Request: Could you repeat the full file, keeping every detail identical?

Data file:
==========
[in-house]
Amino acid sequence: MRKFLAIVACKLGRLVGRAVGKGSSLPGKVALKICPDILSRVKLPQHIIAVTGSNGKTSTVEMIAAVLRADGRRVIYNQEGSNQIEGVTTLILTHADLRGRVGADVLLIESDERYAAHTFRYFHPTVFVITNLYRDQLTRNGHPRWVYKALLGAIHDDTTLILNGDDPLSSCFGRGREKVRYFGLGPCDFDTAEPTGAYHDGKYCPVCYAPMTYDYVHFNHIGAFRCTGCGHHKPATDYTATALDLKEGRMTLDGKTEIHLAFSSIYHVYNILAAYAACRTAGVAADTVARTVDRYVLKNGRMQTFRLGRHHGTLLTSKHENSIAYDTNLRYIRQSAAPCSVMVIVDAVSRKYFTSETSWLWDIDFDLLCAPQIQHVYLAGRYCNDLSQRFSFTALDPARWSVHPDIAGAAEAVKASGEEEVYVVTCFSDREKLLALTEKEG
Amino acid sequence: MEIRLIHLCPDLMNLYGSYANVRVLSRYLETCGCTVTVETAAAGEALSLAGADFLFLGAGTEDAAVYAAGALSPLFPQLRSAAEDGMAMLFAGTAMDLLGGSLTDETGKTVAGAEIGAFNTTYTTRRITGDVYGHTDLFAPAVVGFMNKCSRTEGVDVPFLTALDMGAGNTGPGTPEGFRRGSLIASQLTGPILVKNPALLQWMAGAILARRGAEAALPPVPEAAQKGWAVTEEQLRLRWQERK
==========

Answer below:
[in-house]
Amino acid sequence: MRKFLAIVACKLGRLVGRAVGKGSSLPGKVALKICPDILSRVKLPQHIIAVTGSNGKTSTVEMIAAVLRADGRRVIYNQEGSNQIEGVTTLILTHADLRGRVGADVLLIESDERYAAHTFRYFHPTVFVITNLYRDQLTRNGHPRWVYKALLGAIHDDTTLILNGDDPLSSCFGRGREKVRYFGLGPCDFDTAEPTGAYHDGKYCPVCYAPMTYDYVHFNHIGAFRCTGCGHHKPATDYTATALDLKEGRMTLDGKTEIHLAFSSIYHVYNILAAYAACRTAGVAADTVARTVDRYVLKNGRMQTFRLGRHHGTLLTSKHENSIAYDTNLRYIRQSAAPCSVMVIVDAVSRKYFTSETSWLWDIDFDLLCAPQIQHVYLAGRYCNDLSQRFSFTALDPARWSVHPDIAGAAEAVKASGEEEVYVVTCFSDREKLLALTEKEG
Amino acid sequence: MEIRLIHLCPDLMNLYGSYANVRVLSRYLETCGCTVTVETAAAGEALSLAGADFLFLGAGTEDAAVYAAGALSPLFPQLRSAAEDGMAMLFAGTAMDLLGGSLTDETGKTVAGAEIGAFNTTYTTRRITGDVYGHTDLFAPAVVGFMNKCSRTEGVDVPFLTALDMGAGNTGPGTPEGFRRGSLIASQLTGPILVKNPALLQWMAGAILARRGAEAALPPVPEAAQKGWAVTEEQLRLRWQERK